Sep 22, 2021
JERUSALEM WEATHER

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The International Fellowship of Christians and Jews (The Fellowship) and its founder and president, Rabbi Yechiel Eckstein, will welcome one of North America’s largest African-American Christian groups and a hit gospel/R&B singer on an unprecedented trip to Israel this month, as part of The Fellowship’s bridge-building between blacks and Jews.

Rabbi Yechiel Eckstein. (Wikimedia Commons/IFCJ)

Rabbi Yechiel Eckstein. (Wikimedia Commons/IFCJ)

Twenty-two leaders of the Bahamas-based Global United Fellowship (GUF) led by GUF Presiding Prelate Bishop Neil C. Ellis of Nassau, the Bahamas, will be visiting Israel Sept. 19-26, touring ancient Christian and Jewish holy sites from the Galilee to Jerusalem.

Among their stops will be the Mount of Beatitudes and the Sea of Galilee, the Wailing Wall and the Old City of Jerusalem, and archaeological sites such as Caesarea, Mount Tabor, and Megiddo. The church group will also visit Fellowship projects that support Ethiopian-Israeli immigrants and the elderly and visit Yad Vashem, Israel’s memorial to the victims of the Holocaust, and the Holocaust History Museum.

“We are grateful and blessed to be hosting this incredible group of African-American church leaders,” said Rabbi Eckstein. “Together we will see Israel up close, to be moved and inspired and to gain a new understanding of our shared histories.”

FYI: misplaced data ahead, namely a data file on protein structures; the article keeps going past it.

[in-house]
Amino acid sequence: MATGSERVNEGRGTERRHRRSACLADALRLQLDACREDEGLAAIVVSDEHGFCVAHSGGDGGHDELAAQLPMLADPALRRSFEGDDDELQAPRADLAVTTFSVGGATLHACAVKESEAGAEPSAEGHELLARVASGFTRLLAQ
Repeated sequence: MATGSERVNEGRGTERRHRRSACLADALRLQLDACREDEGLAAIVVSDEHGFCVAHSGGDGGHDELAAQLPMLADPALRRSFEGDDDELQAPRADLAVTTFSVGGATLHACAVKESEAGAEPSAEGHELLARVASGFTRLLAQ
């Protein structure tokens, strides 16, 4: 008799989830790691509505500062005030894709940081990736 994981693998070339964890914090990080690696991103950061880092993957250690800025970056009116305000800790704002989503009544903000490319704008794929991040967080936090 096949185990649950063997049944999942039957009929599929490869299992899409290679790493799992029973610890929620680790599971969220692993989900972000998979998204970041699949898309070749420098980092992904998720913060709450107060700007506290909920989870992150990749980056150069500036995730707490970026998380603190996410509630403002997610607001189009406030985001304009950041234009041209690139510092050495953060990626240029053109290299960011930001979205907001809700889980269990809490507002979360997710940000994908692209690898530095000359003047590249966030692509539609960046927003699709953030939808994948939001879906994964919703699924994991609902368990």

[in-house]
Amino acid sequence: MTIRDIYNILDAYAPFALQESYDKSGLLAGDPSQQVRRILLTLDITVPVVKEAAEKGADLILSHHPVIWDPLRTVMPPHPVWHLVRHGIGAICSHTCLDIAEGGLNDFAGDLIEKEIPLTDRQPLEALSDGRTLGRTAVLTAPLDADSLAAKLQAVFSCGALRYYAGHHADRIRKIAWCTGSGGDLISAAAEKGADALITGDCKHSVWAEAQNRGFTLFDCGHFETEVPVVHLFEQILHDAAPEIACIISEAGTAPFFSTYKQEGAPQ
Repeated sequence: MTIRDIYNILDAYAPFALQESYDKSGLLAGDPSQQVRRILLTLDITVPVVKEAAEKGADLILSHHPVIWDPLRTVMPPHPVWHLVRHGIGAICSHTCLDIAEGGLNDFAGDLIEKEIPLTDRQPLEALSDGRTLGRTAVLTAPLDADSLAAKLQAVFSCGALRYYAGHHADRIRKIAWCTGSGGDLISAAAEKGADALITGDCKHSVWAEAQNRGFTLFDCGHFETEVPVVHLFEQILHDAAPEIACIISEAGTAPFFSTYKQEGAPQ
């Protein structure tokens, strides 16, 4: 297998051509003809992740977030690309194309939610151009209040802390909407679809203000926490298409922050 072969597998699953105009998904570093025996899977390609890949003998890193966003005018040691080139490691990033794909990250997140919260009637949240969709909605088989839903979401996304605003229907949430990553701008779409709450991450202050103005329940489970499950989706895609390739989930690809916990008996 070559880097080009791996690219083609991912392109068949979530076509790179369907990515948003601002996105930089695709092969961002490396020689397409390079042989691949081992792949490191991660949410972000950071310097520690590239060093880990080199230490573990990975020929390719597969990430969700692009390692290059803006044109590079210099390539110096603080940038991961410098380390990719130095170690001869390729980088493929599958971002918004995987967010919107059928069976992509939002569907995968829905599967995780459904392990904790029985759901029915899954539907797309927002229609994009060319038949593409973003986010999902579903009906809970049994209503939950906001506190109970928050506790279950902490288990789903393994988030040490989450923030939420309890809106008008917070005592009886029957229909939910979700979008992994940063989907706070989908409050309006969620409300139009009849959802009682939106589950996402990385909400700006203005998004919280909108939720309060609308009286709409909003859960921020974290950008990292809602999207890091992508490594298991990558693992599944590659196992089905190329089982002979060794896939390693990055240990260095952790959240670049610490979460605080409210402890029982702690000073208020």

Among the first-timers to Israel will be multiple Grammy nominated and award-winning Gospel and R&B artist, the Bishop Rev. Marvin Sapp, of Ada, Michigan, whose record-breaking albums include “I Win,” “Here I Am” and “Thirsty.” Among his hits are “Best In Me” and “Never Would Have Made It,” which remained #1 on Gospel and R&B radio for over a year in 2007 and sold more than 2 million cellphone ring-tones.

Bishop Marvin L. Sapp

Bishop Marvin L. Sapp

In addition to being an award-winning musical artist and author, Sapp is also an active philanthropist who founded the Grand Rapids Ellington Academy of Arts and Technology, the first such charter school in West Michigan.

For the past few years The Fellowship has been building bridges with African-American Christians, fostering new ties based on historic relationships forged in the Civil Rights era. In recent months The Fellowship and black church leaders have worked together to vigorously advocate for Israel against the boycott, divestment and sanctions (BDS) movement, and jointly protested instances of anti-Israel and anti-Semitic activity.

The 125,000-member GUF, with over 600 churches in the U.S. and around the world, is the fourth major African-American church group to visit Israel over the past year with The Fellowship, which previously hosted the Church of God in Christ (COGIC), the Progressive National Baptist Convention (PNBC) – the movement of Rev. Martin Luther King Jr. – and the National Baptist Convention of America (NBCA).